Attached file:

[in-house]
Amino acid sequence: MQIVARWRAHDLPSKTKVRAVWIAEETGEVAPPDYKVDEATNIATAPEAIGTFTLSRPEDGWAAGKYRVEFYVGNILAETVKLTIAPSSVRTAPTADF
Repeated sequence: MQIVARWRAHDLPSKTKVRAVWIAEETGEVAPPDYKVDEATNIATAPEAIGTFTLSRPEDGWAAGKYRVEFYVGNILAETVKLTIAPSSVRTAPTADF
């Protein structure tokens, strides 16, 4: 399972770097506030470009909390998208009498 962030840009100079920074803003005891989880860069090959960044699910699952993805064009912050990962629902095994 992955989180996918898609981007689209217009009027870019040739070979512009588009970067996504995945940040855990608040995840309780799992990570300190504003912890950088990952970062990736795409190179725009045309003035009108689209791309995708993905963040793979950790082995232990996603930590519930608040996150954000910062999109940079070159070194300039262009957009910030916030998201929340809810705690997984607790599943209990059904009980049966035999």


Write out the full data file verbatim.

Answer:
[in-house]
Amino acid sequence: MQIVARWRAHDLPSKTKVRAVWIAEETGEVAPPDYKVDEATNIATAPEAIGTFTLSRPEDGWAAGKYRVEFYVGNILAETVKLTIAPSSVRTAPTADF
Repeated sequence: MQIVARWRAHDLPSKTKVRAVWIAEETGEVAPPDYKVDEATNIATAPEAIGTFTLSRPEDGWAAGKYRVEFYVGNILAETVKLTIAPSSVRTAPTADF
């Protein structure tokens, strides 16, 4: 399972770097506030470009909390998208009498 962030840009100079920074803003005891989880860069090959960044699910699952993805064009912050990962629902095994 992955989180996918898609981007689209217009009027870019040739070979512009588009970067996504995945940040855990608040995840309780799992990570300190504003912890950088990952970062990736795409190179725009045309003035009108689209791309995708993905963040793979950790082995232990996603930590519930608040996150954000910062999109940079070159070194300039262009957009910030916030998201929340809810705690997984607790599943209990059904009980049966035999």